Naomi Novik, Spinning Silver--I loved her Temeraire books, which I found on the aforementioned list, so now I'm trying this one.
Anissa Gray, The Care and Feeding of Ravenously Hungry Girls--I'm a sucker for a family saga, and the review in the New York Times made it sound great.
Jami Attenberg, All This Could Be Yours (ARC)--I've loved all of Jami's novels, going back to The Middlesteins, and this story of a dysfunctional family, a dying patriarch and adult children questioning their choices, is right up my alley.
Favorite book when you were a child:
A Wrinkle in Time, the Little House on the Prairie collection, the Narnia Chronicles: I was an avid reader as a girl, and all of these were stories that drew me into their worlds so completely that I was always surprised when the recess bell would ring or when my mom would call me in for dinner.
Your top five authors:
Stephen King, Susan Isaacs, Andrew Vachss, Nora Ephron, KJ Charles.
Book you've faked reading:
Moby-Dick--I gave this one the old college try. Really I did. But something between the language and the overwhelming maleness of it all just left me stuck at the starting gate.
Books you're an evangelist for:
Shining Through by Susan Isaacs and Veronica by Nicholas Christopher.
Susan Isaacs is one of my favorite authors. When people ask me for a beach read, with a funny, sharp, relatable heroine, who gets the guy because of her smarts and her courage, and who literally saves the world, this is the one I press into their hands.
Veronica is one of my favorites, a noir-ish, atmospheric, otherworldly tale about magic, and music, and the enduring power of love. I found it at random in the library, and I think it was a book I was meant to read. I'd never heard of the book, or its author, but it fell into my hand, as if by magic.
Book you've bought for the cover:
Red Clocks by Leni Zumas--I tried, and failed, to write a dystopian book about a future where abortion was illegal, so of course I was drawn to this book. Also, I can't be the only one who looked at its cover and heard Maude Lebowski announcing, "My art has been commended as being strongly vaginal." So I bought it--and if the book doesn't live up to the cover, hey. At least it'll tie the room together.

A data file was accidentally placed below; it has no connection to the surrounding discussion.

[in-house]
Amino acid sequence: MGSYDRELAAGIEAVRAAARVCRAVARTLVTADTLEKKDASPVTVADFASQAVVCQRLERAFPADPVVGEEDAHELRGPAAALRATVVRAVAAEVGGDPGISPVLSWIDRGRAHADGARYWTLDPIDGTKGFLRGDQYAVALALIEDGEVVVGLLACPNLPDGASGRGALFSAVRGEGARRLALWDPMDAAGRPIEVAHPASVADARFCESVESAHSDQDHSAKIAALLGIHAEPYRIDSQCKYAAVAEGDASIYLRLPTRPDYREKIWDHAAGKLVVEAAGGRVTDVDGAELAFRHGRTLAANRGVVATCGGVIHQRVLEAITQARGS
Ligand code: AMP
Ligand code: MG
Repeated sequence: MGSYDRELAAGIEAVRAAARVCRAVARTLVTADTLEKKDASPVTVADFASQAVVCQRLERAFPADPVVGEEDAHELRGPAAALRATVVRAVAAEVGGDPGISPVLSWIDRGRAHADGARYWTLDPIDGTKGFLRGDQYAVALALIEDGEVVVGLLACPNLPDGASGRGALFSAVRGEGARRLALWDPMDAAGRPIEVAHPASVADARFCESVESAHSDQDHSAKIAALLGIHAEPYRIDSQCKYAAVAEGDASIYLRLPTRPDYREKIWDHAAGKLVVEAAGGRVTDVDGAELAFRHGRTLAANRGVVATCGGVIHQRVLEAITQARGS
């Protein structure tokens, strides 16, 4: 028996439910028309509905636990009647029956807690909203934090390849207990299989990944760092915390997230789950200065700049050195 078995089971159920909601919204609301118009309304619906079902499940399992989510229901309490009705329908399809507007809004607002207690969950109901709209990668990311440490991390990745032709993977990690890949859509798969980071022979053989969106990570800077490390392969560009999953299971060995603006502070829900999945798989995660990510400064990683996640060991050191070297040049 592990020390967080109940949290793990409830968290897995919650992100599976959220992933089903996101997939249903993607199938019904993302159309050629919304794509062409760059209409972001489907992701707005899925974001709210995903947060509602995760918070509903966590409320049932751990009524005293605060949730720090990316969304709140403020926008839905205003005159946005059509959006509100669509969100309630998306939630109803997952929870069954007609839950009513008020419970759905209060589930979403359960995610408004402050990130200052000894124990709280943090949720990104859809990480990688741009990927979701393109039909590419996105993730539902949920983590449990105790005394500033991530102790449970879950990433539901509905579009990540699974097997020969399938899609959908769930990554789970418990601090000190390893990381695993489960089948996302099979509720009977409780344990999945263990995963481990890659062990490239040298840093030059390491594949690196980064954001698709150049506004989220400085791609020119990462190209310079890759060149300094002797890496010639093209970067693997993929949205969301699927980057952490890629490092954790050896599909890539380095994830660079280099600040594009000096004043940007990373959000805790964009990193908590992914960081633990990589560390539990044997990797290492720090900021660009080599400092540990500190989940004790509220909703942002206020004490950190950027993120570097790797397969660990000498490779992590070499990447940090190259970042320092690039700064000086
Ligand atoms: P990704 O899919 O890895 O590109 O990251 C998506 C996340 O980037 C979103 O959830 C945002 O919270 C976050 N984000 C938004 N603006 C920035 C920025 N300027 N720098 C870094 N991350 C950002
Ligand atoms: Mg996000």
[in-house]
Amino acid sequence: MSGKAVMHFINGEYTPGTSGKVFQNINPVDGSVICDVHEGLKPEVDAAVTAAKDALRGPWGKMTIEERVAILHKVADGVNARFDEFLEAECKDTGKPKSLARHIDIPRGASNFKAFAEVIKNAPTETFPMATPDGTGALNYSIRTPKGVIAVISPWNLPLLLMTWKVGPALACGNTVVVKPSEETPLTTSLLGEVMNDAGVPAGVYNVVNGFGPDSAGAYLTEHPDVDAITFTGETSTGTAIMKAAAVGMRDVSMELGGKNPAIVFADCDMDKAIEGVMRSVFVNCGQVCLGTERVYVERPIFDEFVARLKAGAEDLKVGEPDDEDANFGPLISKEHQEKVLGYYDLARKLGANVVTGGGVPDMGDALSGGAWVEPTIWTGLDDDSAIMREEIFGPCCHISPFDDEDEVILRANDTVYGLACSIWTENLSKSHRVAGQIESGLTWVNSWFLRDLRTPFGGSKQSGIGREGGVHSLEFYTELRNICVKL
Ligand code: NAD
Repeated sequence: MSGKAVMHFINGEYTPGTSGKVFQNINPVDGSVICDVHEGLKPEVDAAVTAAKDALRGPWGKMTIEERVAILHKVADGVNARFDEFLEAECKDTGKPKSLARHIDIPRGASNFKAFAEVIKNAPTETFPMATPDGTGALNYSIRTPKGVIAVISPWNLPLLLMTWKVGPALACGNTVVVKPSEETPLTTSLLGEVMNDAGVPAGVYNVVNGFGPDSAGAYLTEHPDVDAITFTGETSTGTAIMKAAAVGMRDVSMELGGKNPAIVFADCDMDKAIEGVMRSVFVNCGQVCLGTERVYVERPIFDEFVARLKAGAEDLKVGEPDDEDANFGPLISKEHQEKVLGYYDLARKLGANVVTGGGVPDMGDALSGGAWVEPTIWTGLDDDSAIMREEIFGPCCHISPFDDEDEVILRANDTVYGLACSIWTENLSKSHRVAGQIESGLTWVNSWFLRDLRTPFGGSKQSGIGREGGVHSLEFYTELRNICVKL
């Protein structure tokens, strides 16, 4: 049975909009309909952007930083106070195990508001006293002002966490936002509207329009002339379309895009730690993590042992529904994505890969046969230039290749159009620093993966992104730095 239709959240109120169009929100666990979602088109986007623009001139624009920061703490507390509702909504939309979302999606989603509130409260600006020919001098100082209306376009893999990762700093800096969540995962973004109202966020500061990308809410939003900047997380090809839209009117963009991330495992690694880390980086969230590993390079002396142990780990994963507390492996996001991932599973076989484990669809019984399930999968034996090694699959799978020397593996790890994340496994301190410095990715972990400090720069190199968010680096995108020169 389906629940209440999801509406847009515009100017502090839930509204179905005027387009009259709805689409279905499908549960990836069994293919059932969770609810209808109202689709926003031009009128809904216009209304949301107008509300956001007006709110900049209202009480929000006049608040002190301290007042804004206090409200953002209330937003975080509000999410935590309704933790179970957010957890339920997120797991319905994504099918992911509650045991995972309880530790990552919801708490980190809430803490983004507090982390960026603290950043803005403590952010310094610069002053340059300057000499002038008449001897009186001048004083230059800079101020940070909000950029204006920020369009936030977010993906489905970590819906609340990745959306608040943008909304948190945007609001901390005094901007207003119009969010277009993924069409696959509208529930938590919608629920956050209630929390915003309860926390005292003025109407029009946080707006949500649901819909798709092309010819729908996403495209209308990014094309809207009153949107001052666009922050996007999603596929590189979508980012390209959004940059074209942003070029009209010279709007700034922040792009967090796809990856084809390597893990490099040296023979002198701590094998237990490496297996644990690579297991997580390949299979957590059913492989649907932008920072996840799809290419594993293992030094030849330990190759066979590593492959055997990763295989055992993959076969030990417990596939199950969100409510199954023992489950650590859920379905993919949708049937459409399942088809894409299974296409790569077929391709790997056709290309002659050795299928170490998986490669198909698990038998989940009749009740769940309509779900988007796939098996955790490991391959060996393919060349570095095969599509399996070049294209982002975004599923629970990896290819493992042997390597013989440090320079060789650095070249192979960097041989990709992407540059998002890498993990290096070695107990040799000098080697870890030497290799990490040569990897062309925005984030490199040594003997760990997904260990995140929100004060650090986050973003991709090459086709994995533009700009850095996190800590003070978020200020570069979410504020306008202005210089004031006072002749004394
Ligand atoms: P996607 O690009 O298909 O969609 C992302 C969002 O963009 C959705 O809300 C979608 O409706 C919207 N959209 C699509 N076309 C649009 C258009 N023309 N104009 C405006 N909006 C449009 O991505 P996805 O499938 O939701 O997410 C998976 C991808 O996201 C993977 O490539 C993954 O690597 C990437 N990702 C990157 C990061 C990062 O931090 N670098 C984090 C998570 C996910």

Book you hid from your parents:
The Diaries of Anaïs Nin--everything I know about sex I learned from this book.
Book that changed your life:
Crazy Salad by Nora Ephron. I never knew that books could consider topics like being flat-chested, or the Pillsbury Bake-Off, or that they could be written in such an intimate and conversational way.
Favorite line from a book:
"Let me be something every minute of every hour of my life. Let me be gay; let me be sad. Let me be cold; let me be warm. Let me be hungry... have too much to eat. Let me be ragged or well dressed. Let me be sincere--be deceitful. Let me be truthful; let me be a liar. Let me be honorable and let me sin. Only let me be something every blessed minute. And when I sleep, let me dream all the time so that not one little piece of living is ever lost." --Betty Smith, A Tree Grows in Brooklyn
Most of the lines I remember from books have been from poems. But A Tree Grows in Brooklyn is the story of a reader, of a girl who wants to feel everything the world gives her to feel; who doesn't want to miss anything, not even the painful parts. I think this quote summarizes the gifts that books give us. Through fiction, you get to live a hundred lives, you get to be the hero and the sinner. You get to do it all.
Five books you'll never part with:
The Stand by Stephen King
Little Women by Louisa May Alcott
Almost Paradise by Susan Isaacs (my mom got me a signed copy for my 40th birthday)
The Most of Nora Ephron
A Song of Ice and Fire series (Can I have them all?)
Book you most want to read again for the first time:
The Talisman by Stephen King and Peter Straub. Probably because I can remember so vividly what it was like reading it for the first time, lying in bed, turning the pages faster and faster, wanting the world to stop so I could find out what happened next. I remember crying my heart out when Wolf sacrificed himself so that Jack Sawyer could find the Talisman and save his mother, and the world, and all the worlds. It was so big, and so vivid, and every time a scene in one of King's subsequent works would nod at its world, I was reminded of being that young again, and tearing through that book, and seeing how completely a great story could pull a reader inside of it.
Favorite quote about reading and writing:
"If there's a book you want to read, but it hasn't been written yet, then you must write it." --Toni Morrison
by Jennifer Weiner
Jennifer Weiner (Good in Bed; Hungry Heart) has created a novel for the ages in Mrs. Everything, which is as impressive as it is ambitious.
Just shy of 500 pages, this is a skillfully rendered and emotionally rich family saga capturing 70 years of American life as experienced by two Jewish sisters. The novel begins in the 1950s in Detroit, where Jo and Bethie grow up in a Jewish suburb. Bethie is the apple of her mother's eye, while Jo, the oldest and more unconventional in her appearance and interests, clashes with her mother's expectations. Jo realizes from a young age that she's gay, and this sets up conflict not only with her mother, but with society in general.